PS 37-89 - A novel technique for observing behavioral interactions between the endangered Hine’s emerald dragonfly (Somatochlora hineana) and the devil crayfish (Cambarus diogenes) within burrow systems

Wednesday, August 9, 2017
Exhibit Hall, Oregon Convention Center
Patricia A. Dombrowski and Daniel A. Soluk, Biology, University of South Dakota, Vermillion, SD

The Hine’s emerald dragonfly (HED, Somatachlora hineana), is an endangered species whose larvae have a complex relationship with the devil crayfish (Cambarus diogenes). They live within crayfish burrow-systems for 8-9 months a year over the four to five years that larvae take to develop from hatching to emergence. HED larvae have a somewhat dysfunctional relationship with C. diogenes since although they benefit from the refuge that the burrow provides from drought and winter conditions, they also are preyed upon by the crayfish. Understanding the interactions that occur within burrow systems is thus essential for understanding this complex dynamic. Polysaccharide gelling compounds such gellan gum (Gelzan®) has been frequently used as a transparent media for study of the development of root systems of plants. This material has much wider potential for the visualization of many other processes that occur in soils. This is especially true for burrowing organisms that live in aquatic and semiaquatic habitats. We attempt to use Gelzan® as a transparent soil substitute that allows crayfish to create semi-natural burrow systems, that can be used for viewing interactions between the HED larvae and devil crayfish.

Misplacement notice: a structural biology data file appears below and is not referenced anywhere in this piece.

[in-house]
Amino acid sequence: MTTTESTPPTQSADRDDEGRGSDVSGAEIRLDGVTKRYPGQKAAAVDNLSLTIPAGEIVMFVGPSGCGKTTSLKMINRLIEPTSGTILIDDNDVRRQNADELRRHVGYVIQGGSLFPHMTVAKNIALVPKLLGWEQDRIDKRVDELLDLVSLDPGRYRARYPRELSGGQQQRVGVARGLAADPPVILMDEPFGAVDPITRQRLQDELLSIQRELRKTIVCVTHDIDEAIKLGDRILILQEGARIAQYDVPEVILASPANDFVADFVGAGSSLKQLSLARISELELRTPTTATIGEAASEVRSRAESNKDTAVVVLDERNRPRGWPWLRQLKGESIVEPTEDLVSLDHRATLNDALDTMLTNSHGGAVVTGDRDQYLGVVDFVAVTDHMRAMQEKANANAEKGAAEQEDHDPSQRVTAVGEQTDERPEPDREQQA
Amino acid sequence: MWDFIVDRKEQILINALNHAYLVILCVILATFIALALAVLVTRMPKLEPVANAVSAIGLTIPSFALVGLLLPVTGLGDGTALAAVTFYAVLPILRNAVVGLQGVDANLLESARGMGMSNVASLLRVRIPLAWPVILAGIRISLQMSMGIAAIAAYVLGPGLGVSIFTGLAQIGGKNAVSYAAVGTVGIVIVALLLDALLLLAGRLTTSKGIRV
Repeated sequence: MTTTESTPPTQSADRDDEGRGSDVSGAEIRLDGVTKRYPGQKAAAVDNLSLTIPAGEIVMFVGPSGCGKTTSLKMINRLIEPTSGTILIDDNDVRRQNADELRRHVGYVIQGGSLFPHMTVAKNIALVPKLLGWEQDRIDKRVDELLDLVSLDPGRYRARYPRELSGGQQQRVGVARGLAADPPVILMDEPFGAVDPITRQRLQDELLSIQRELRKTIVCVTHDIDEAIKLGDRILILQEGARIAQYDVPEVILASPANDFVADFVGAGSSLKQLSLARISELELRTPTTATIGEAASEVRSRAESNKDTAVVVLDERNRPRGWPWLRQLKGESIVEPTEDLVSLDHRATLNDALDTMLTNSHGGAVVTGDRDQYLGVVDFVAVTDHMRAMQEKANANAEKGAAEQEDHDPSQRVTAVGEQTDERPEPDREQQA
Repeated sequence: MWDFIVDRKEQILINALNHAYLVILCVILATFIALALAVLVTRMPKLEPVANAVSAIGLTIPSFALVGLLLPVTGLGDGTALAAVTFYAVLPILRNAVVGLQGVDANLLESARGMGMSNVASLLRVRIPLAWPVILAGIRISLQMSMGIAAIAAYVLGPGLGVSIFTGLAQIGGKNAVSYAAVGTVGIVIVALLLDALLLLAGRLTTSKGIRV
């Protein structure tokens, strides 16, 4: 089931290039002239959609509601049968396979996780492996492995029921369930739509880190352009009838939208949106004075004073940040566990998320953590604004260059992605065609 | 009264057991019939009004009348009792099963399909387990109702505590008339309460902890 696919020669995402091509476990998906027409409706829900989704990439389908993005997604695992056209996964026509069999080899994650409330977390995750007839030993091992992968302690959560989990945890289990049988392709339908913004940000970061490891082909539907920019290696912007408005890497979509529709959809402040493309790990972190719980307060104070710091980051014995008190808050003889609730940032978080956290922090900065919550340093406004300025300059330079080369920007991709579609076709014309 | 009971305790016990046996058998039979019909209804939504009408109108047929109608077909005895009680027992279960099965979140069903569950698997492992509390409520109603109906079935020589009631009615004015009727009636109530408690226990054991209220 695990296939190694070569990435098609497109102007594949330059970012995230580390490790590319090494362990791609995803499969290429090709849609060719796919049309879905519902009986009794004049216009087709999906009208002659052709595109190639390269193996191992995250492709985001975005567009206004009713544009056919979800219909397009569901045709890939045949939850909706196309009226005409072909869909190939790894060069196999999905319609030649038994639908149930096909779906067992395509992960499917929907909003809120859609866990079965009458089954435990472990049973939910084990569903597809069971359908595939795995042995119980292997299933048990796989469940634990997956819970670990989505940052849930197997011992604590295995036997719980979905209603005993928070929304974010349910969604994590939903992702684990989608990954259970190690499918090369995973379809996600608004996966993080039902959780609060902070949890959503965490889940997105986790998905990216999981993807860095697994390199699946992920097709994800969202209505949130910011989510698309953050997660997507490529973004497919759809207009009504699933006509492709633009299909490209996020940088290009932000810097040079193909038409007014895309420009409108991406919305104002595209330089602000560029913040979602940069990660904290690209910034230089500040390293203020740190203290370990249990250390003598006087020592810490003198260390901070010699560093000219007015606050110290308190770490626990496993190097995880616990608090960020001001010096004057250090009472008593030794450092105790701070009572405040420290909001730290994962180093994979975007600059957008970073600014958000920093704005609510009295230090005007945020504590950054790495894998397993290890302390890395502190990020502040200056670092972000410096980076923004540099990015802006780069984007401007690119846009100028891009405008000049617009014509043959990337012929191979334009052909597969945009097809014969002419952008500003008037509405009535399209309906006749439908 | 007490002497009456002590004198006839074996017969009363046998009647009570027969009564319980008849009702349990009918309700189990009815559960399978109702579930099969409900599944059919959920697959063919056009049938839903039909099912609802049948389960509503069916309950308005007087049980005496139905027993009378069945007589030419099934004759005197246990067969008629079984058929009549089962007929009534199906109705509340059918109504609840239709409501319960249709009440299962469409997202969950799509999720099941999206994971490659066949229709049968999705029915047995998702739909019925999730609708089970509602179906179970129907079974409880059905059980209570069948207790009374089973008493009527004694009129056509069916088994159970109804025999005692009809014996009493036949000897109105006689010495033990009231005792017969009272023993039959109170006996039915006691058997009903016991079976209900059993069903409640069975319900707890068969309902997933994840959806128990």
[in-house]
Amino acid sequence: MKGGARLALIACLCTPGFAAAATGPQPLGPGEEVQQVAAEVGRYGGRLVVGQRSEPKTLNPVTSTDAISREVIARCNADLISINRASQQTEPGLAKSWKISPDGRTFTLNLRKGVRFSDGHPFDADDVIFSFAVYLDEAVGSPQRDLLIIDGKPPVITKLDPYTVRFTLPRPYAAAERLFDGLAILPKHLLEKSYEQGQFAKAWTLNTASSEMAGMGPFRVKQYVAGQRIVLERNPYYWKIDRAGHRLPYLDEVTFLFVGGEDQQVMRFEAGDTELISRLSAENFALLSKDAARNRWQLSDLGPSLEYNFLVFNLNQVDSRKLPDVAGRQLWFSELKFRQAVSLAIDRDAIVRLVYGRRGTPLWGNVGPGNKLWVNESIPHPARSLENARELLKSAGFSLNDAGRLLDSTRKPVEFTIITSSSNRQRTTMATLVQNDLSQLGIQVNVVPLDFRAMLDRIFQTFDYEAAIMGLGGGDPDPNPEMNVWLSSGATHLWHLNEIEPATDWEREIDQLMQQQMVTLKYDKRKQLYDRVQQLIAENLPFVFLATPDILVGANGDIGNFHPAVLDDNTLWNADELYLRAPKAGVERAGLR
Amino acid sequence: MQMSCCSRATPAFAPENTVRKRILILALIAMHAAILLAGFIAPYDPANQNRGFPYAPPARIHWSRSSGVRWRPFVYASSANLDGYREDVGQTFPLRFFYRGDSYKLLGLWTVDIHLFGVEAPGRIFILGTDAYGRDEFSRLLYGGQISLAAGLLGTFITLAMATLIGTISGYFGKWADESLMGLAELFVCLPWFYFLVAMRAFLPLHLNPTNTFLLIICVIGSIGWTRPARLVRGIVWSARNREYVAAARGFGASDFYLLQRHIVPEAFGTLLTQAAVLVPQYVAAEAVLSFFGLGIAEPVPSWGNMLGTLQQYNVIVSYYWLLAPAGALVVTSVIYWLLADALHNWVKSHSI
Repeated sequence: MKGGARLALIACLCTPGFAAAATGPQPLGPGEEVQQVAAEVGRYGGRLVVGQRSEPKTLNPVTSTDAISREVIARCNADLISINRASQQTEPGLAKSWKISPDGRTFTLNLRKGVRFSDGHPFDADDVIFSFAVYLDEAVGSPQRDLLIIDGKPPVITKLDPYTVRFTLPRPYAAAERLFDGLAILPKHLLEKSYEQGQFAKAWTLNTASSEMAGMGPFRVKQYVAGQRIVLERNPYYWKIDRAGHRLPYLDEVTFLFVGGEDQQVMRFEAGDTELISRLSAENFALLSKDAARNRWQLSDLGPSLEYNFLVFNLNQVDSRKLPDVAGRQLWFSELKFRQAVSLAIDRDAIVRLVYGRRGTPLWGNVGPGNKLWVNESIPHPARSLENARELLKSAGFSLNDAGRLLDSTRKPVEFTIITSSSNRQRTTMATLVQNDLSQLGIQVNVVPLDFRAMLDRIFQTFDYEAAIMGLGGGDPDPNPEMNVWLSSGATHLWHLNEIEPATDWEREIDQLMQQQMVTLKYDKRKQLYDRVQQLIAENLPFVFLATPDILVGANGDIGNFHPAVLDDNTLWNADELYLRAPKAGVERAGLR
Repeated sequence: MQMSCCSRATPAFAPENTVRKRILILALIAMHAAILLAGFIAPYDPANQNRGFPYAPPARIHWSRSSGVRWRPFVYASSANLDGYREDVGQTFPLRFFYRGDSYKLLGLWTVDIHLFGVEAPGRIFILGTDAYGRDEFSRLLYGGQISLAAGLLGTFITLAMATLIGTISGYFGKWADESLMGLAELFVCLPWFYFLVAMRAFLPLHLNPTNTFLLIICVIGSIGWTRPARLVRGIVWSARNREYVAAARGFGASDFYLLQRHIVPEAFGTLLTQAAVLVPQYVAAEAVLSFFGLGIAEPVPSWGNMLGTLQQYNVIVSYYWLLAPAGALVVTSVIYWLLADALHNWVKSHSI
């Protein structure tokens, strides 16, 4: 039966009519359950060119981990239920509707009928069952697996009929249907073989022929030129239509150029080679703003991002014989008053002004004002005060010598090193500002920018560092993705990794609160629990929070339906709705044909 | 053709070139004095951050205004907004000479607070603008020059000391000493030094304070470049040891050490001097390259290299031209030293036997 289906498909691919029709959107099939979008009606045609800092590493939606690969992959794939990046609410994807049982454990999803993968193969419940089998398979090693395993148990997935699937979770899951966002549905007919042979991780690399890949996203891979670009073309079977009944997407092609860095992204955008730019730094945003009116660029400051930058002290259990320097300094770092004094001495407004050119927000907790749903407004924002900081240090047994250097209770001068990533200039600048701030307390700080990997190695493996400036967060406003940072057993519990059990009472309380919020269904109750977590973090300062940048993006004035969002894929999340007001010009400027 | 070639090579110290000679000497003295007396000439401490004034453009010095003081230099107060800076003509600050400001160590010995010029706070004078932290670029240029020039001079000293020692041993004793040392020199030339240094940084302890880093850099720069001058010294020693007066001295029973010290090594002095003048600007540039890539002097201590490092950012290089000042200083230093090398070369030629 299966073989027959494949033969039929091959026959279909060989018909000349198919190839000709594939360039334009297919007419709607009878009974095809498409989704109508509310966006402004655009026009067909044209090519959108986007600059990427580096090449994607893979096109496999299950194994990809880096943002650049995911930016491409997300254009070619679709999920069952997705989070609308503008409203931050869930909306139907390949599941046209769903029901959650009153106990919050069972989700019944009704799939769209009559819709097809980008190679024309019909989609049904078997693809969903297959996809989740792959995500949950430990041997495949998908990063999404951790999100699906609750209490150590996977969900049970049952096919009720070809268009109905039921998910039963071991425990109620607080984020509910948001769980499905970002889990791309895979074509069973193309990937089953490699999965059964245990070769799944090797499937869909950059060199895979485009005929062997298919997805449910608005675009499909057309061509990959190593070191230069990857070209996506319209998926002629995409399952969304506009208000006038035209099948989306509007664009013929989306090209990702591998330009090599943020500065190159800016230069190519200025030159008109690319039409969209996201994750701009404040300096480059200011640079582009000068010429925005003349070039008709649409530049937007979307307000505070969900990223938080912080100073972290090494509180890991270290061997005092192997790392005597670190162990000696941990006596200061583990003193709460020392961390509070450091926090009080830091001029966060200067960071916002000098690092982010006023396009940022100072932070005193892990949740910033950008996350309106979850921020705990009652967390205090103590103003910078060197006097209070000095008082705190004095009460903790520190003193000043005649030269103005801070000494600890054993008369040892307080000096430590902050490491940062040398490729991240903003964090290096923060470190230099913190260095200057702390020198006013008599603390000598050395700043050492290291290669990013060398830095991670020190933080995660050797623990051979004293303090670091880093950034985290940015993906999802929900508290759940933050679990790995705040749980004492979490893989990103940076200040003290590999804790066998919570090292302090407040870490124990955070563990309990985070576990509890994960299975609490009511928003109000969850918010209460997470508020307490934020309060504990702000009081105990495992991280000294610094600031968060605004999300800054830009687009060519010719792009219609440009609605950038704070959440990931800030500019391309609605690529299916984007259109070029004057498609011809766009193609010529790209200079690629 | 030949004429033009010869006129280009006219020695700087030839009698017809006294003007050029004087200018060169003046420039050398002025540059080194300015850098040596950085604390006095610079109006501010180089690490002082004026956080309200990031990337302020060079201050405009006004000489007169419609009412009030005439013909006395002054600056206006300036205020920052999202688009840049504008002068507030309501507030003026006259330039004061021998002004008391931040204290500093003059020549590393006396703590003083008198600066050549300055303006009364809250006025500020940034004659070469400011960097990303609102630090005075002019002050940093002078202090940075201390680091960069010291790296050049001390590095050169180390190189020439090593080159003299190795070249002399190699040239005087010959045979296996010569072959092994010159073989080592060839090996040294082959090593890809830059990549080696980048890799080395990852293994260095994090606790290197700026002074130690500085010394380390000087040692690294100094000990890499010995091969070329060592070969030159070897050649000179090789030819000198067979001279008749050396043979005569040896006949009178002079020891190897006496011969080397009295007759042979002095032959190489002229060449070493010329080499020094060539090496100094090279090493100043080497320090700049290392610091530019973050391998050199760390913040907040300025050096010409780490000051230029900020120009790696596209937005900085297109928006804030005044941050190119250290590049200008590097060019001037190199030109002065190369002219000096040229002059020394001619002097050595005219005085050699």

Devil crayfish will readily burrow into the gellan gum matrix, in a way that is apparently similar to the way they would into the muddy wetland soils that they live within. In less than 24 hours crayfish constructed simple burrow systems with a single chamber. Over the period of a week most crayfish had added significantly to the complexity of their burrows by constructing additional chambers and passages. The gellan gum matrix is able to retain burrow structure without collapsing for several weeks. The Gelzan® media allowed both physical and recorded observations of the burrow-systems. The material, stained with food coloring to decrease transparency, allowed for viewing of the burrow-systems from all angles and was transparent to near infrared light allowing for observation of HED larval and crayfish interactions in what they should perceive to be total darkness. These results indicate that the use of Gelzan® in studies of burrowing freshwater and marine species could provide many new insights into how these species and other species that use their burrows interact and coexist. It can potentially provide us new insights into the ecology of underground worlds previously inaccessible except through intrusive methodologies.